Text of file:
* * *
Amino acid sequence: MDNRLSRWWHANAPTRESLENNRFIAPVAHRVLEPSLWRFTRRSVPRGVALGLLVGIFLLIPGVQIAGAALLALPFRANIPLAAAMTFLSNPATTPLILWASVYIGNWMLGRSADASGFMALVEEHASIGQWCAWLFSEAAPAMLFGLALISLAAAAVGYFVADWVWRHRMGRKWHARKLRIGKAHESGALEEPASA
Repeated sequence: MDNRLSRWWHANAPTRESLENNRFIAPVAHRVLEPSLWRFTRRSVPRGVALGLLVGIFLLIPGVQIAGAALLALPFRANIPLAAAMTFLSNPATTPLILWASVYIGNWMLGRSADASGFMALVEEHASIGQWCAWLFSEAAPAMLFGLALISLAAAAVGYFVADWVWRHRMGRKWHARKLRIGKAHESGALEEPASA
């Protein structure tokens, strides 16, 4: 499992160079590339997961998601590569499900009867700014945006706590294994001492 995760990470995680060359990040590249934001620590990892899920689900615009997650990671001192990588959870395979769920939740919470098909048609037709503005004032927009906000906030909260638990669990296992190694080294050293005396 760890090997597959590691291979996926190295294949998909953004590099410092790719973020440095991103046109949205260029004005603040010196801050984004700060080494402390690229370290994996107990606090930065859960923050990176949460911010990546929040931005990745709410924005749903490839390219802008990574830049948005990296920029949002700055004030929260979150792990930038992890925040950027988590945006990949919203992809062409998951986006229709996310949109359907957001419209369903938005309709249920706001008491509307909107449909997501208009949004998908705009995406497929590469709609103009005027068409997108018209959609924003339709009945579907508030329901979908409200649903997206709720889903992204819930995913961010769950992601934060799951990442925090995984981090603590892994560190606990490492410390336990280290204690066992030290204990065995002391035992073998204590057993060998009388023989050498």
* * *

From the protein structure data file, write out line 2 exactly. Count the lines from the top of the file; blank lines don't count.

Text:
Repeated sequence: MDNRLSRWWHANAPTRESLENNRFIAPVAHRVLEPSLWRFTRRSVPRGVALGLLVGIFLLIPGVQIAGAALLALPFRANIPLAAAMTFLSNPATTPLILWASVYIGNWMLGRSADASGFMALVEEHASIGQWCAWLFSEAAPAMLFGLALISLAAAAVGYFVADWVWRHRMGRKWHARKLRIGKAHESGALEEPASA